Papillary Thyroid Cancer Causes
As with all types of thyroid cancer, papillary thyroid cancer (also known as papillary thyroid carcinoma) has no known cause. Though researchers believe gene mutations are involved in papillary thyroid cancer's development, they don't often know why these genetic changes occur.
Thyroid cells become cancerous when genetic abnormalities cause them to mutate. These abnormalities are often caused by environmental factors (such as radiation exposure). In fewer cases, gene abnormalities may be inherited. But often, it's not understood why they occur.
These gene mutations make cells grow and multiply. And unlike healthy cells, these abnormal cells do not die. As these cells grow in number, they eventually form a tumor. From there, they can also attack healthy tissues in other parts of the body.
Researchers believe that changes in certain genes cause thyroid cells to abnormally develop and divide, and this may cause the development of papillary thyroid cancer. There are several genes that have been connected to this form of thyroid cancer:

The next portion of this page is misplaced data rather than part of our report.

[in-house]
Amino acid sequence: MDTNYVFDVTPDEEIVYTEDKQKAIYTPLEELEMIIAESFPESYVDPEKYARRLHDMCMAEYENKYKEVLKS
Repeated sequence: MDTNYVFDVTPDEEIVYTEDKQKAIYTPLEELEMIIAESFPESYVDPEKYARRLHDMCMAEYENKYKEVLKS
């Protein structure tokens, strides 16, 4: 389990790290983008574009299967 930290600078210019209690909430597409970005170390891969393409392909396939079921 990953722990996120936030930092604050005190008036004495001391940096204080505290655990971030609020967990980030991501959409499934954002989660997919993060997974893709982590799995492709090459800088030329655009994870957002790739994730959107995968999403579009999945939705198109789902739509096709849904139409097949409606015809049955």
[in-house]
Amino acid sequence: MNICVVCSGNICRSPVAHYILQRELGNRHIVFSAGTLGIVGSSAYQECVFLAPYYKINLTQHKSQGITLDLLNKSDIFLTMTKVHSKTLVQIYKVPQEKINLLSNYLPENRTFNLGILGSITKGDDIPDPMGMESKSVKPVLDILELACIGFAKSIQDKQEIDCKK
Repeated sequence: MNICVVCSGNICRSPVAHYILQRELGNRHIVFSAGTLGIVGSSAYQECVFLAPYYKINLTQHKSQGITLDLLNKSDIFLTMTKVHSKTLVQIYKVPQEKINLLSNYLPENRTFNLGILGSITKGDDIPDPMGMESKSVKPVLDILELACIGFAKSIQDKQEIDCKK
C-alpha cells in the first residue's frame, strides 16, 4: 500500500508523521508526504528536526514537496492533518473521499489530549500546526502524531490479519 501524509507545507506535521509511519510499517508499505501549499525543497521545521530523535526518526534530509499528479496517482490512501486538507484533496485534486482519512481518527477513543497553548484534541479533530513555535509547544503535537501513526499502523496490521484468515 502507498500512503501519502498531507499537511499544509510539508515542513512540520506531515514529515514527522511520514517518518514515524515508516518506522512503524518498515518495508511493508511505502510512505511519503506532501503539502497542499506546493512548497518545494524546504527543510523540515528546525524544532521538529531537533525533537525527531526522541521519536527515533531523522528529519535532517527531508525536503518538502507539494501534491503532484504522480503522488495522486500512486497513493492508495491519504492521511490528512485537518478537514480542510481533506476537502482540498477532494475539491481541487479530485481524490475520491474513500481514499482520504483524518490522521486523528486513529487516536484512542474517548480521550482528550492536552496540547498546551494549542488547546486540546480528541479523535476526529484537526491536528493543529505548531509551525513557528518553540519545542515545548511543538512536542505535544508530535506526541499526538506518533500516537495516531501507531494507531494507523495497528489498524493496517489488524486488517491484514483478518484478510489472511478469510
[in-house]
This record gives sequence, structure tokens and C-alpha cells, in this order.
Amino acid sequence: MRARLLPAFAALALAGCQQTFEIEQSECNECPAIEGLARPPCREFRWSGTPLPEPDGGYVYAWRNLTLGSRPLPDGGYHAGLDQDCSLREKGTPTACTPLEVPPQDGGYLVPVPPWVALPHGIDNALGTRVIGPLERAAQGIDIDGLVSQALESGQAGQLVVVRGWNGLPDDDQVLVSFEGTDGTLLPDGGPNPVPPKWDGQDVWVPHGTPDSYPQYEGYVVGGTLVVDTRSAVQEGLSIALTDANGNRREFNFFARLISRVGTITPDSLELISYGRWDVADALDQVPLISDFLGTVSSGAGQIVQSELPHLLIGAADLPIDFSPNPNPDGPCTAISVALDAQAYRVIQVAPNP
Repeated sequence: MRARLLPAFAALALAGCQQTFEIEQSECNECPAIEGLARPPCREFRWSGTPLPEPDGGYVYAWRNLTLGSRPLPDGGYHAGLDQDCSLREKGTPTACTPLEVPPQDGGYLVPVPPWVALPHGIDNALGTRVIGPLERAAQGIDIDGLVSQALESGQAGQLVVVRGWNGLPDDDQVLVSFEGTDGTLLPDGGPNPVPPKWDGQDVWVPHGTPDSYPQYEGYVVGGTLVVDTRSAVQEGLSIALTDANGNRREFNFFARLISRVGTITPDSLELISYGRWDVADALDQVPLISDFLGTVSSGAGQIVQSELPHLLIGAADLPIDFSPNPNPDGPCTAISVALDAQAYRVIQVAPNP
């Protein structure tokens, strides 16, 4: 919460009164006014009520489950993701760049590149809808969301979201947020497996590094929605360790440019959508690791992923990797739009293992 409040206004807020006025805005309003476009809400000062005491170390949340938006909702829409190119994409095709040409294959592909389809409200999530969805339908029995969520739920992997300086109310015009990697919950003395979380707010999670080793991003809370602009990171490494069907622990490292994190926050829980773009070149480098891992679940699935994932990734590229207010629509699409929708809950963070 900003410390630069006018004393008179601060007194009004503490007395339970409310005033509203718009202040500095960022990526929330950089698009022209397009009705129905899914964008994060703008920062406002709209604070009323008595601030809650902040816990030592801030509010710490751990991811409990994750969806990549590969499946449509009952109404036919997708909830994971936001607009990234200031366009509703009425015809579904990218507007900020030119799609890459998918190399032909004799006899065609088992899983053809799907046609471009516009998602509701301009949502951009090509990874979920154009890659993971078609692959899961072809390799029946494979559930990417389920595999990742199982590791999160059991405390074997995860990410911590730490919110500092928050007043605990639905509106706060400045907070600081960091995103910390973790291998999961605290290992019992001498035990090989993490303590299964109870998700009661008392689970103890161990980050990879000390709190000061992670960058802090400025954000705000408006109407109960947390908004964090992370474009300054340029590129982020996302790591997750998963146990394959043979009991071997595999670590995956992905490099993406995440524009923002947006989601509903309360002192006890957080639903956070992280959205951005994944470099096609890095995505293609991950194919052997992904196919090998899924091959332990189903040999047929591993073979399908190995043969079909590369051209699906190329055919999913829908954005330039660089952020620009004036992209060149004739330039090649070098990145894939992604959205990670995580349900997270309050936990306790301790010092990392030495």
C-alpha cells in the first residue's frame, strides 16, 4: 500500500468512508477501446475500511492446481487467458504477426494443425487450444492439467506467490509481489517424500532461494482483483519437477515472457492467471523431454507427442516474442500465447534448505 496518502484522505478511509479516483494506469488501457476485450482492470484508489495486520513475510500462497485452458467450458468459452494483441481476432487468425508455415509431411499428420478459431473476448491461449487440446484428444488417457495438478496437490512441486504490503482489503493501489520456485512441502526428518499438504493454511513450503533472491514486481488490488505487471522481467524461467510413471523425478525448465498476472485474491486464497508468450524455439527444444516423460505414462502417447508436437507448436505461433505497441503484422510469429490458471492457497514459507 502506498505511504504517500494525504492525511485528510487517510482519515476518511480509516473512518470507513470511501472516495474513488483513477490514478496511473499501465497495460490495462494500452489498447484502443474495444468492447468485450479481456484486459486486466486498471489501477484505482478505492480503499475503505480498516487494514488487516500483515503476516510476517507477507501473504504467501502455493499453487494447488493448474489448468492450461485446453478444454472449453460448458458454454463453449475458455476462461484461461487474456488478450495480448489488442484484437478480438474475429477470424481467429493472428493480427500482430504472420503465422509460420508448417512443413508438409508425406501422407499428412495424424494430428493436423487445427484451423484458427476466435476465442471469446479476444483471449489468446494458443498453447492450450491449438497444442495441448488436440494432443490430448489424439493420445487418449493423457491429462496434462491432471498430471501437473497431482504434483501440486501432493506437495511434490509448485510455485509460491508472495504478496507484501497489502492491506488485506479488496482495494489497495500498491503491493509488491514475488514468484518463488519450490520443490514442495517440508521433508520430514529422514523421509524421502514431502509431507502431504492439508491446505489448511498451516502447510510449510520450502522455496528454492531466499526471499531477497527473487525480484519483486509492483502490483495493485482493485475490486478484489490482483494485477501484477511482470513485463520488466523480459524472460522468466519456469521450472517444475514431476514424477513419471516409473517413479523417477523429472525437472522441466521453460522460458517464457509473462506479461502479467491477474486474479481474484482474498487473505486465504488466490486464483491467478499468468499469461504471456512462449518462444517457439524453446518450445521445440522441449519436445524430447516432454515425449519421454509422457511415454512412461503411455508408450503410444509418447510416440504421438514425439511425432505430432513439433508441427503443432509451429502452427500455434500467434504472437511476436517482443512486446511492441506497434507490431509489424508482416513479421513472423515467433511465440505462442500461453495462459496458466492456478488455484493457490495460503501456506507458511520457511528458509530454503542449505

- RET/PTC gene: Mutations of the RET/PTC gene are apparent in 10% to 30% of papillary thyroid cancer patients, though they more common in children or those who've been exposed to radiation.1
- BRAF gene: Mutations of the BRAF gene are found in 30% to 70% of patients. Unlike the RET mutation, BRAF mutations are less common in children and those who've been exposed to radiation. Researchers believe that BRAF mutations produce more aggressive cancers that often metastasize (spread to other parts of the body).1
Scientists have also associated changes in the NTRK1 and MET genes with papillary thyroid cancer. But more research needs to be conducted to determine what triggers these mutations, and if they may cause papillary thyroid carcinoma.